Before you begin to analyze a candidate’s curriculum vitae, you need to decide upon a method of talent identification. A great method of talent identification will be able to find talent that has been previously undiscovered and be able to support it to become excellent. This system should be objective and realistic and should operate without bias. Your system of talent identification should be created specifically for the role you are trying to fill. By establishing what you are looking for in a candidate, you can sort through the pile of curriculum vitaes efficiently. You will be able to differentiate between good candidates, unqualified candidates, and those candidates who could become the company’s next greatest employee with a little encouragement.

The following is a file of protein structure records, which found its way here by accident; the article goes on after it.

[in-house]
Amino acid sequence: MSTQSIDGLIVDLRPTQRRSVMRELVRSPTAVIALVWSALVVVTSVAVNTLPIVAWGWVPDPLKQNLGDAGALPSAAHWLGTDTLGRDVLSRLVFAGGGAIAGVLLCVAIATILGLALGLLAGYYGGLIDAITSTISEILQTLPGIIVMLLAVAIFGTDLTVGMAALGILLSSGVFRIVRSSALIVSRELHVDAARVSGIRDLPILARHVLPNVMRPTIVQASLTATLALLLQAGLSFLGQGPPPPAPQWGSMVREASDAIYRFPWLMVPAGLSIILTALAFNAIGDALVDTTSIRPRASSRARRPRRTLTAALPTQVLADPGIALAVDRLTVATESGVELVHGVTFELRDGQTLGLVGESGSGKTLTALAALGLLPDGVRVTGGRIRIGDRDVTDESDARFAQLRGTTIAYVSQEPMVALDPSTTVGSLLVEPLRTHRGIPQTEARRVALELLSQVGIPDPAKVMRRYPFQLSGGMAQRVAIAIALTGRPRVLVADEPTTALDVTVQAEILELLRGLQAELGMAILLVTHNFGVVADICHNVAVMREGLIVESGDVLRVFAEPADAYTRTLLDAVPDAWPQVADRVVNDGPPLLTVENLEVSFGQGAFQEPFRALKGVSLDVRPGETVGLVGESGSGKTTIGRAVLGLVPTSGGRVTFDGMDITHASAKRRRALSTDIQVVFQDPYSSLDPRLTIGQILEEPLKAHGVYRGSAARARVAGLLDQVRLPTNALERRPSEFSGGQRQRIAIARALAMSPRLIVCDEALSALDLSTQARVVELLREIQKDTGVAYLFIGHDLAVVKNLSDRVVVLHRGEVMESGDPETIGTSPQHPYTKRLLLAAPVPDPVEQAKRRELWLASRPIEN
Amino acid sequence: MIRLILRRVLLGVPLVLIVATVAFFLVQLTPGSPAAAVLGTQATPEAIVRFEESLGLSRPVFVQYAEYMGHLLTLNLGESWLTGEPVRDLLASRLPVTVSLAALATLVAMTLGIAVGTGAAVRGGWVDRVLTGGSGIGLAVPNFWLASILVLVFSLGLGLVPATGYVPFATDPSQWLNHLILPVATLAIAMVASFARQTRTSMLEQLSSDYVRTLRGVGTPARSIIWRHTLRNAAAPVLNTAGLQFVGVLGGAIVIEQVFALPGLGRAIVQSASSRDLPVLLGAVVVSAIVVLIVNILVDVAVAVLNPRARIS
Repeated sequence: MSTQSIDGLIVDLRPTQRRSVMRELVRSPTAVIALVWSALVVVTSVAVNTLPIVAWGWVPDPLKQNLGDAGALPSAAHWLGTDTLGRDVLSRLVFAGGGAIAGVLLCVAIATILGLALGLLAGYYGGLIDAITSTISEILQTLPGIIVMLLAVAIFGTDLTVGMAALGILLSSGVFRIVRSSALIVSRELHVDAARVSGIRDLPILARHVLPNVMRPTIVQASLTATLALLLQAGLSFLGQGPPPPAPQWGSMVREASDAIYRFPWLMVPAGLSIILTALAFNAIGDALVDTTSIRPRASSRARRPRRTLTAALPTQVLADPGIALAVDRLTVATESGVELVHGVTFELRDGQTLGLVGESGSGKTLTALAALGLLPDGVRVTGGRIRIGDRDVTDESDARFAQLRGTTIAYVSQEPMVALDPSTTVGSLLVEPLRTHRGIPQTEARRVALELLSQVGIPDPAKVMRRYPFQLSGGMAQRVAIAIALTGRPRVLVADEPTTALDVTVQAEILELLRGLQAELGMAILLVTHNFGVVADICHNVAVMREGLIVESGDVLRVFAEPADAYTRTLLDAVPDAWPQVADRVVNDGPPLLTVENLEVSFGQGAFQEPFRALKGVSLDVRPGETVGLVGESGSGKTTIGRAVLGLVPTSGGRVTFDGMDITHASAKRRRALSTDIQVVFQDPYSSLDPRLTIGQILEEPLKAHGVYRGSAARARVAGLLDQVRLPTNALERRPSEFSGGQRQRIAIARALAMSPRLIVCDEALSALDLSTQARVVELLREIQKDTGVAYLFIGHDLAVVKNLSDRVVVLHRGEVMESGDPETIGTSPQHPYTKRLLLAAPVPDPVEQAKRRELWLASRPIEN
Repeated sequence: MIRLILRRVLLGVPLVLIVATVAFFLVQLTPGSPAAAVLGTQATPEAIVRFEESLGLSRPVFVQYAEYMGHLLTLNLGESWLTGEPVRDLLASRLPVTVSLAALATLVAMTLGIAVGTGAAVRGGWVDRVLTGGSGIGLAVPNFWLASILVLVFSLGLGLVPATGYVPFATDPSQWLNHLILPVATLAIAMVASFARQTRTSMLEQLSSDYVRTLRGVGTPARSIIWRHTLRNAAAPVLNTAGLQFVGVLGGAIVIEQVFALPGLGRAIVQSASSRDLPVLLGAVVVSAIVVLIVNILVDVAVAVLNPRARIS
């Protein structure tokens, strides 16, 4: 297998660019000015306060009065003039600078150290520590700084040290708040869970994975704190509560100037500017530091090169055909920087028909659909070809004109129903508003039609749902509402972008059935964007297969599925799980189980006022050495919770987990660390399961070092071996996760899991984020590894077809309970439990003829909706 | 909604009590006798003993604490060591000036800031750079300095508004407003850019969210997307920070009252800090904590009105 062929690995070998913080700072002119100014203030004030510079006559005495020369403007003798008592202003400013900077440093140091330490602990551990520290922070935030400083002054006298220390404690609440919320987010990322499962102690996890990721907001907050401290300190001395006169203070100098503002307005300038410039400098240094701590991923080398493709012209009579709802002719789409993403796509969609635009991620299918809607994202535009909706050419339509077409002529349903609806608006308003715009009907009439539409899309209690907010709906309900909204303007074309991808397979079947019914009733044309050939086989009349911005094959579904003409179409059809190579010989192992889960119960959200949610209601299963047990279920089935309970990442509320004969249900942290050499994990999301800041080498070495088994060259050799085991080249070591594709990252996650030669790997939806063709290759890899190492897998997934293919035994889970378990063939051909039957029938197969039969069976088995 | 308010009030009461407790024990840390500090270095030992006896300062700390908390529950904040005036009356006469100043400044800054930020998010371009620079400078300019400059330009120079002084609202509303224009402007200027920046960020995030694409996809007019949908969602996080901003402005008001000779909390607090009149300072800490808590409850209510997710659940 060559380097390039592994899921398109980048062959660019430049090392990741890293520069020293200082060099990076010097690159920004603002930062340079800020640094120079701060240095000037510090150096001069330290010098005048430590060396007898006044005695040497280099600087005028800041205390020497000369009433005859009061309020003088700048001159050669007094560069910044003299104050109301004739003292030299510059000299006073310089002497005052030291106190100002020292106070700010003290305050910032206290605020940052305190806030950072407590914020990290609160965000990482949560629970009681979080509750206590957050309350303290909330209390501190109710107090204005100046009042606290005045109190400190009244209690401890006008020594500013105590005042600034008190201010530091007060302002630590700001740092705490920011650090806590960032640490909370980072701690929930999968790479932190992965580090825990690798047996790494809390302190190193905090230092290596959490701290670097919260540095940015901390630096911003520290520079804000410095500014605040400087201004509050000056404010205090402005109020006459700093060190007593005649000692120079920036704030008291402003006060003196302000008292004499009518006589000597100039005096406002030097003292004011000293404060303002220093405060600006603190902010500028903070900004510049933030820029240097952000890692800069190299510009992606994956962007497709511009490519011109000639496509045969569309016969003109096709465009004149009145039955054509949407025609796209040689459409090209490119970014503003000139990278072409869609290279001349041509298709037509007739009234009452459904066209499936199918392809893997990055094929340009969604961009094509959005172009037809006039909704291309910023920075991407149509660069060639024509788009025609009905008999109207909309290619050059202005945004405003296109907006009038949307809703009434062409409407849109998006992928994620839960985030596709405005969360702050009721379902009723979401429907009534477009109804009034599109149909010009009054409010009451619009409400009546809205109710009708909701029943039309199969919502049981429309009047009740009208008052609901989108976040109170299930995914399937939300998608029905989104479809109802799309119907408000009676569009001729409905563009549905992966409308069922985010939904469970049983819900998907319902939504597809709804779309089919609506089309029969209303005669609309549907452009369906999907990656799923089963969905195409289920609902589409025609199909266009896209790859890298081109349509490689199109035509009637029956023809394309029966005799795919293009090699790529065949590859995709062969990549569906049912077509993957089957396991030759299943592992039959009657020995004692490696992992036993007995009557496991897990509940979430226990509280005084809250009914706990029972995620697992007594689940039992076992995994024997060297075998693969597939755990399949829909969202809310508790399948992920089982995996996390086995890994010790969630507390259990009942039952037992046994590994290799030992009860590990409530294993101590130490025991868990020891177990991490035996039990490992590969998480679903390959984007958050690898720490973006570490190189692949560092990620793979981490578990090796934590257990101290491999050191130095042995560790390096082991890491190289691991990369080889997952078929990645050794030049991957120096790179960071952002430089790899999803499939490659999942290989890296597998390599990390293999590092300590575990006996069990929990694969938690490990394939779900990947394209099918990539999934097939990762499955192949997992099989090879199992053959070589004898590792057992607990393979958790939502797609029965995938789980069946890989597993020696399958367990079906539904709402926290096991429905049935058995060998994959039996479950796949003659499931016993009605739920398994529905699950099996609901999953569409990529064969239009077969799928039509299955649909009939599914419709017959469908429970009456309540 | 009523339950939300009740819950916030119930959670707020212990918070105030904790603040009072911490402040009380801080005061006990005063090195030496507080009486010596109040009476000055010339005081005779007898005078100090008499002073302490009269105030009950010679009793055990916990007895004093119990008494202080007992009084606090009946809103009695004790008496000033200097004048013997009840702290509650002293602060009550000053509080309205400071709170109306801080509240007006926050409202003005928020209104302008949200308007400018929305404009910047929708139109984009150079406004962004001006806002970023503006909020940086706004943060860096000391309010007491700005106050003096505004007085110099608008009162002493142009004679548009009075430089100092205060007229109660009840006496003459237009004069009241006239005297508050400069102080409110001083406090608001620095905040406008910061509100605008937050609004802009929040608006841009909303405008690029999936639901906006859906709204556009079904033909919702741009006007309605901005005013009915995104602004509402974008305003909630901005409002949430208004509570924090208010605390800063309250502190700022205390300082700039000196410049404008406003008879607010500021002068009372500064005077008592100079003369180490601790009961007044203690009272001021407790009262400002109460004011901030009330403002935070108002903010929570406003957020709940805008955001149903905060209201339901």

Establish Your Hiring Goals

The first step is to decide what your company will require from the candidate. More often than not, companies are looking for someone who is not just going to fill the role but flourish in it. Many employers want to hire people who will make their team and their company better. As a result, hiring managers should establish exactly what they hope to gain from a new employee before they begin to look through the resumes of applicants.

Establish Desirable Characteristics